- magical and moving 5/2/2004 12:00:00 AM by notmicro
This holds a special place in my heart, and I still consider it to be absolutely one of the very greatest films ever made for adults. The work of a mature artist, it resonates with Buddhist practice, and is a profoundly moving tale of the suffering of the human condition, the violence of war, the possibilities of art uplifting the spirit, the possibilities of redemption of character. The closing scene is one of such deeply-felt compassion and understanding that it is almost frightening; it prefigures in a way the stunning and more personal close of the subsequent Mizoguchi film "Sansho the Baliff".
On a lighter level, it is an amusingly sly allegory of the actual history of Japan for the 20 or so years prior to 1953, where in the end the women, embittered (or dead) as a result of their men's quixotic quest for military glory or war-profiteering, entreat them to give up their misguided and destructive dreams, settle down, and get back to their real responsibilities.
Which they did.
Originally available on LaserDisc.
- Songs and tales 3/1/2006 12:00:00 AM by Polaris_DiB
The movie starts out pretty uncomfortably, two peasants in 16th century Japan who dream of richness and glory so blindly, they can't even hear the pretty straight-forward protests of their loving wives who try to convince them that their happiness is fine at home. When one, a pottery smith, makes a small bundle selling his wares, they decide to make a much larger batch together and become rich.
Forced out of their homes by an approaching war and uncertain where to go, they take their wares to a thriving market place, where the second peasant's ambition to be a samurai divides them and causes all four characters, the two peasants and their wives, to be separated, all fending for themselves amongst the war and various classes differently.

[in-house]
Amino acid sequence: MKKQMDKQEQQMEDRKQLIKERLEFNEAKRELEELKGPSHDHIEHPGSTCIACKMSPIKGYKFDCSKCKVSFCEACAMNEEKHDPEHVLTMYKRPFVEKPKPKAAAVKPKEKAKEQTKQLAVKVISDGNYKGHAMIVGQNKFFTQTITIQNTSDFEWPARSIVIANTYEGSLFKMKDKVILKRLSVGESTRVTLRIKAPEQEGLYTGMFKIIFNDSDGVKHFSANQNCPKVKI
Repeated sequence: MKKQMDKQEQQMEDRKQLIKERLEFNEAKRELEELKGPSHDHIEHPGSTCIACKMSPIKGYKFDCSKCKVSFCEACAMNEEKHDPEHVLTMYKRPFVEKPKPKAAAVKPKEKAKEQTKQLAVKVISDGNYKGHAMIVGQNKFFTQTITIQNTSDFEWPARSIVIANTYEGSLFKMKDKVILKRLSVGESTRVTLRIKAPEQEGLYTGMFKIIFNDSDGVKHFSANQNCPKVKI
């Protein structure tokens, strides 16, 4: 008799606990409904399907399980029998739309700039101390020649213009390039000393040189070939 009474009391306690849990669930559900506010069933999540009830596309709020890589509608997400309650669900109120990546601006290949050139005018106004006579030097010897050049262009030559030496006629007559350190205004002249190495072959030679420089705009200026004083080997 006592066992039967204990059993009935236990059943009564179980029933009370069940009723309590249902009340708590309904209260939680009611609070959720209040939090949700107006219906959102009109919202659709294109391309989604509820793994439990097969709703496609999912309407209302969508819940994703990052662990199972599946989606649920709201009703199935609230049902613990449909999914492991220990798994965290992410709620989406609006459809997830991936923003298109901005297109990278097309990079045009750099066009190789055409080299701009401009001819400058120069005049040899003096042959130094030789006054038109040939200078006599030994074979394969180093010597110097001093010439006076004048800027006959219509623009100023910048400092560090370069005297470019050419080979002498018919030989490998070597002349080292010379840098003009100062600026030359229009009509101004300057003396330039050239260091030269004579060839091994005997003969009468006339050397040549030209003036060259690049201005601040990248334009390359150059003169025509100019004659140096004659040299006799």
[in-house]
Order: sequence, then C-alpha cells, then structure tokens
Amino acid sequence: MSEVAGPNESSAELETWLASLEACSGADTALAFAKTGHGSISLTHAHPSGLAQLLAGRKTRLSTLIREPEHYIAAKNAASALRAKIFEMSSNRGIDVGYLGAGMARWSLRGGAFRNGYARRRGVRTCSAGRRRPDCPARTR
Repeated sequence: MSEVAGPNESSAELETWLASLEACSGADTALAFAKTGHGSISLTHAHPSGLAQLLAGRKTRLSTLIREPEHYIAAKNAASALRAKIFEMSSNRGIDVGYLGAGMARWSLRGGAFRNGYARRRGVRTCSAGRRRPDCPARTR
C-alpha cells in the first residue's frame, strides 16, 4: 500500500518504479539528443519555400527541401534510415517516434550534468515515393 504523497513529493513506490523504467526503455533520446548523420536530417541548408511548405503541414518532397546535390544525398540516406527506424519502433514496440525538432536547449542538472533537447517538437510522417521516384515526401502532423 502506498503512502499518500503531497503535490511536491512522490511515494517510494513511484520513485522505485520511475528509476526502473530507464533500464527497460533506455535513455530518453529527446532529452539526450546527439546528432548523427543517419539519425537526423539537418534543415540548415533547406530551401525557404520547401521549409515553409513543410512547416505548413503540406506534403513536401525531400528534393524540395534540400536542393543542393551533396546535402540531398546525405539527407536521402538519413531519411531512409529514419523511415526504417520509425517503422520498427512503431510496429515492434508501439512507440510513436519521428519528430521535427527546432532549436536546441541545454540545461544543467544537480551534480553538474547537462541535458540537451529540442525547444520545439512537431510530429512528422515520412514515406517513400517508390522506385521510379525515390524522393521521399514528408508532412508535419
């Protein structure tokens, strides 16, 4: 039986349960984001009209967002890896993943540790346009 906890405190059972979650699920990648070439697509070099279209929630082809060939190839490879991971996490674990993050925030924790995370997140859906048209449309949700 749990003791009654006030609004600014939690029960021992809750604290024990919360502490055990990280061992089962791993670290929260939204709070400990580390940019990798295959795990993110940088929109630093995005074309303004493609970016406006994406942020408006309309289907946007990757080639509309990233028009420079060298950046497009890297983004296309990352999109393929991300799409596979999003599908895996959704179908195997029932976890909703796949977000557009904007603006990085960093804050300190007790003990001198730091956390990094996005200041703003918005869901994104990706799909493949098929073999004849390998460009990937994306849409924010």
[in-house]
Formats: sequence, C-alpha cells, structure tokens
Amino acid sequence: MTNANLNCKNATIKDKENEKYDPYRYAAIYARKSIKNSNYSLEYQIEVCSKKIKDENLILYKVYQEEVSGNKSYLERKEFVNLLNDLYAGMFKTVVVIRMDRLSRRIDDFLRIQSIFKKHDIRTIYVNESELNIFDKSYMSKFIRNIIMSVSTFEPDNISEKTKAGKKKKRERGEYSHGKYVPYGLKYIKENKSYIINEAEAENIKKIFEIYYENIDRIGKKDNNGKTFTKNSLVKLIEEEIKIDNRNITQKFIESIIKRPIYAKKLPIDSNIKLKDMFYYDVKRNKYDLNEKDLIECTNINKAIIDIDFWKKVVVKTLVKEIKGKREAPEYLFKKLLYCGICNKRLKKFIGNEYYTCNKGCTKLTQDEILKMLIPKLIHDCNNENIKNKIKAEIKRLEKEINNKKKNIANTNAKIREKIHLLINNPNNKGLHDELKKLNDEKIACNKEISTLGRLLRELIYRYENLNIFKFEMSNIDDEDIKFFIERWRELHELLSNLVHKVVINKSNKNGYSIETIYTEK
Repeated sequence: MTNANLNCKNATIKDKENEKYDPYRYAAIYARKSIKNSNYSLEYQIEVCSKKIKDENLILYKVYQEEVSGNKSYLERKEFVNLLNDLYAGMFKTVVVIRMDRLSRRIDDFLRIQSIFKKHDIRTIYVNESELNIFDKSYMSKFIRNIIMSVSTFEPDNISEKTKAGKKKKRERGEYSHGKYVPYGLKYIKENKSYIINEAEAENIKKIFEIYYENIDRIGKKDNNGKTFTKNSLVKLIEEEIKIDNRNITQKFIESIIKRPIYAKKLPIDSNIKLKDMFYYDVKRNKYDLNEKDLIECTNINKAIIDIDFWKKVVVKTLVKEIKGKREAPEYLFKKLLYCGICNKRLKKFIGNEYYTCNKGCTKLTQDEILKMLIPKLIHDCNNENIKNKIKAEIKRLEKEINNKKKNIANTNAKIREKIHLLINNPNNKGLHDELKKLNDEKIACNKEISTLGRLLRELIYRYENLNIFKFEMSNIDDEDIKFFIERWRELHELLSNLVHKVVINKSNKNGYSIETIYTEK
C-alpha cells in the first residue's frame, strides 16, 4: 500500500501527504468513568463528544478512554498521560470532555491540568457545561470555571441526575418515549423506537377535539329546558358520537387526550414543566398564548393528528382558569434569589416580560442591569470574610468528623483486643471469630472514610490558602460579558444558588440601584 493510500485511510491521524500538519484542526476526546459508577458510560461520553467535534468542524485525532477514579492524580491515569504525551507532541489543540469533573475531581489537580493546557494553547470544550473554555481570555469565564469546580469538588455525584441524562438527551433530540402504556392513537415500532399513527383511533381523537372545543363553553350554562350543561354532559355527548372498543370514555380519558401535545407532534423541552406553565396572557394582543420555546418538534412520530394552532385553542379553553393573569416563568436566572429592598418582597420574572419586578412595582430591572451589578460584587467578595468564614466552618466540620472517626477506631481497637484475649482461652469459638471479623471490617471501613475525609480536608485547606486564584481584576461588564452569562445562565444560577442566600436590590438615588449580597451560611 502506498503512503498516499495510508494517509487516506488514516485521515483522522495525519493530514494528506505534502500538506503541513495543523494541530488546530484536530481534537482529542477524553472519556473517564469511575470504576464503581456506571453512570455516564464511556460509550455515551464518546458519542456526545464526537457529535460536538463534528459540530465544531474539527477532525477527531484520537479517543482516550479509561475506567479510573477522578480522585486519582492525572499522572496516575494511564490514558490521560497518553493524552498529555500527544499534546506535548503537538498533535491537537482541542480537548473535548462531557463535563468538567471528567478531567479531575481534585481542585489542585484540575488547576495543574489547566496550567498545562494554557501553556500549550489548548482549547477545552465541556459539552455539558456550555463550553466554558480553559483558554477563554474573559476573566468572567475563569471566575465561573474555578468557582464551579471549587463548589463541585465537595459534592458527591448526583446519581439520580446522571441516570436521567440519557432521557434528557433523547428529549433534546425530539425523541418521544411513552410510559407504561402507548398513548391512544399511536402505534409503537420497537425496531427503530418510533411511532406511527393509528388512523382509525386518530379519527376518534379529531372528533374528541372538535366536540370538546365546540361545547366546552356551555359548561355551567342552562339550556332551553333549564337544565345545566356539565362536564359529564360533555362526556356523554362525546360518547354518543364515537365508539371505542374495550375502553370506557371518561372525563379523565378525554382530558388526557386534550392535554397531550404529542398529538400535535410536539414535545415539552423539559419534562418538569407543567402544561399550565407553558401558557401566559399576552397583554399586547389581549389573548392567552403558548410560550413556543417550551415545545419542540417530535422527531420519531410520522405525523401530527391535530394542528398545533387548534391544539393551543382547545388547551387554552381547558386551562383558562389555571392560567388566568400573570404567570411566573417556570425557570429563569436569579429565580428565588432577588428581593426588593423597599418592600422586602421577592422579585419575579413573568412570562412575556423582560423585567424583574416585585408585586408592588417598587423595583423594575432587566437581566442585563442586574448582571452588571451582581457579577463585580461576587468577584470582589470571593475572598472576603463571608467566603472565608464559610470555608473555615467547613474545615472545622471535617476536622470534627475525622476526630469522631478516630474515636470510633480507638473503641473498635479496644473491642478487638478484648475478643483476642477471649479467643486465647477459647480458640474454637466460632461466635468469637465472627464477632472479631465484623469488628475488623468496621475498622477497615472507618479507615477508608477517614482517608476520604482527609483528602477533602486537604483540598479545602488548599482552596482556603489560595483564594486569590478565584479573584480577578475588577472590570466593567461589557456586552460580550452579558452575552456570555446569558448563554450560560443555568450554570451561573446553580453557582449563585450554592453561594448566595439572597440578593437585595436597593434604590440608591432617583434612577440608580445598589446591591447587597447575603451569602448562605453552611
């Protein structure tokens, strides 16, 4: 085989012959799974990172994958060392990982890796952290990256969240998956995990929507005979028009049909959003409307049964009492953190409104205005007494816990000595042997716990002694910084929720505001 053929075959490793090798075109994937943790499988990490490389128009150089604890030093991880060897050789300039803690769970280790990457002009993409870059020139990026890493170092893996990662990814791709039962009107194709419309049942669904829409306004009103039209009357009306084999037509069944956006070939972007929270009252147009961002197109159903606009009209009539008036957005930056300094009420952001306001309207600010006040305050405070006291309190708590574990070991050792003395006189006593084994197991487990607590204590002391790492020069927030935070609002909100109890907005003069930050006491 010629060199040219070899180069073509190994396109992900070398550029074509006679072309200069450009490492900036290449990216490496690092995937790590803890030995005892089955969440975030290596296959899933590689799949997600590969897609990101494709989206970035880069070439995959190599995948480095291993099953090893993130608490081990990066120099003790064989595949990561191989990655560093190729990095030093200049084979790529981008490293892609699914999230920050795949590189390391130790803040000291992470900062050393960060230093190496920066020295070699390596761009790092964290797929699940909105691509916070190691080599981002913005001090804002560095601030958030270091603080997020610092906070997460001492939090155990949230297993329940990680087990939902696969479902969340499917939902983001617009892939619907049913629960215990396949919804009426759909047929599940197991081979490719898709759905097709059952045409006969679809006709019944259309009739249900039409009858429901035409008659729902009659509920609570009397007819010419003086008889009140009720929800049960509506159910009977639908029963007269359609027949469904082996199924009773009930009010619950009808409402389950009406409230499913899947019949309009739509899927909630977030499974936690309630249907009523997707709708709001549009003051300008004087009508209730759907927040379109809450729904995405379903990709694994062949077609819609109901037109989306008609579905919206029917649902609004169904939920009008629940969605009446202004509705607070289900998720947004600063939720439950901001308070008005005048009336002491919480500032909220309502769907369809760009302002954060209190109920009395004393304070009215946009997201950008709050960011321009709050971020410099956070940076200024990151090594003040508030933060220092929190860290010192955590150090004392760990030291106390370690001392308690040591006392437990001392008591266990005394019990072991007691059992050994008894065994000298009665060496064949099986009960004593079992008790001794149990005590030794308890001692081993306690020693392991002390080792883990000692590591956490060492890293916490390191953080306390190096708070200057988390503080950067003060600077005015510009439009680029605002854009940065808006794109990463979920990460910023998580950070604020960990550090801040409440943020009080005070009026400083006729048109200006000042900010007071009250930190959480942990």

At this point the film reverses itself and instead of being a pretty skin-deep, tragic bud of greed, it blooms into a beautiful and haunting tale of obsession and illusion. The two main stories of the peasants and their wives are opposite only in their imaged realism, where one peasant falls completely under the curse of an enchanting ghost and the other lies and steals his way to fame, only both of them are eventually knocked down from their own hubris and forced to finally awaken to what their wives have said all along.
It's quite exquisite, this movie, with its long takes and its lack of the usual constructs that make up messages of obsession and greed. Once it gets beyond the small, uncomfortable, claustrophobic world of the peasant's home, it becomes audaciously challenging and mysterious, so that the same small home becomes amazingly wonderful and comforting. The very essence of the movie is breathed into the emotions of the audience in very subtle ways, making a very unforgettable cinematic experience.
- A Film of Stunning Beauty and Emotional Depth 1/8/2006 12:00:00 AM by lwalsh